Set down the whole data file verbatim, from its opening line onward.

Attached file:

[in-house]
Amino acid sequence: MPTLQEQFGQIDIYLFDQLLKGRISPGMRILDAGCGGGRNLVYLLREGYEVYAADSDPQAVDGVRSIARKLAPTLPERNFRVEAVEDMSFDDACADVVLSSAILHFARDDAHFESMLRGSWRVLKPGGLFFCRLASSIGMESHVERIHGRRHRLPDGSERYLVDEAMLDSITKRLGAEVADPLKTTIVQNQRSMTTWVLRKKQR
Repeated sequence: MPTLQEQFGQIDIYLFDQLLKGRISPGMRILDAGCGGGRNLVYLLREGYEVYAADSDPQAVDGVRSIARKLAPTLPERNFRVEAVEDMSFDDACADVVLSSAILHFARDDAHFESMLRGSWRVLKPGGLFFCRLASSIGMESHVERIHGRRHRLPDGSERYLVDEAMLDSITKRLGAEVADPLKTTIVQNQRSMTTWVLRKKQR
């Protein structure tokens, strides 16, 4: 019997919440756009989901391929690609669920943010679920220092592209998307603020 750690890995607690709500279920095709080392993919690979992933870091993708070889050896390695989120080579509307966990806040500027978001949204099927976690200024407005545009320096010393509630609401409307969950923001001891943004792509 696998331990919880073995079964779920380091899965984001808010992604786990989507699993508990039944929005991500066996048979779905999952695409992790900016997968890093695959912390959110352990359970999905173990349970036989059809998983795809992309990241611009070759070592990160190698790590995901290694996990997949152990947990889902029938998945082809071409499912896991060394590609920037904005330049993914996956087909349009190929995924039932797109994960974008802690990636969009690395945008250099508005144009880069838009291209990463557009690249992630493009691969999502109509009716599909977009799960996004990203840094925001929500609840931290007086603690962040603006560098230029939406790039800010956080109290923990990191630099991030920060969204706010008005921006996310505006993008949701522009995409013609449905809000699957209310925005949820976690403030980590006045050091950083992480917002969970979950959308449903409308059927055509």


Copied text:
[in-house]
Amino acid sequence: MPTLQEQFGQIDIYLFDQLLKGRISPGMRILDAGCGGGRNLVYLLREGYEVYAADSDPQAVDGVRSIARKLAPTLPERNFRVEAVEDMSFDDACADVVLSSAILHFARDDAHFESMLRGSWRVLKPGGLFFCRLASSIGMESHVERIHGRRHRLPDGSERYLVDEAMLDSITKRLGAEVADPLKTTIVQNQRSMTTWVLRKKQR
Repeated sequence: MPTLQEQFGQIDIYLFDQLLKGRISPGMRILDAGCGGGRNLVYLLREGYEVYAADSDPQAVDGVRSIARKLAPTLPERNFRVEAVEDMSFDDACADVVLSSAILHFARDDAHFESMLRGSWRVLKPGGLFFCRLASSIGMESHVERIHGRRHRLPDGSERYLVDEAMLDSITKRLGAEVADPLKTTIVQNQRSMTTWVLRKKQR
């Protein structure tokens, strides 16, 4: 019997919440756009989901391929690609669920943010679920220092592209998307603020 750690890995607690709500279920095709080392993919690979992933870091993708070889050896390695989120080579509307966990806040500027978001949204099927976690200024407005545009320096010393509630609401409307969950923001001891943004792509 696998331990919880073995079964779920380091899965984001808010992604786990989507699993508990039944929005991500066996048979779905999952695409992790900016997968890093695959912390959110352990359970999905173990349970036989059809998983795809992309990241611009070759070592990160190698790590995901290694996990997949152990947990889902029938998945082809071409499912896991060394590609920037904005330049993914996956087909349009190929995924039932797109994960974008802690990636969009690395945008250099508005144009880069838009291209990463557009690249992630493009691969999502109509009716599909977009799960996004990203840094925001929500609840931290007086603690962040603006560098230029939406790039800010956080109290923990990191630099991030920060969204706010008005921006996310505006993008949701522009995409013609449905809000699957209310925005949820976690403030980590006045050091950083992480917002969970979950959308449903409308059927055509």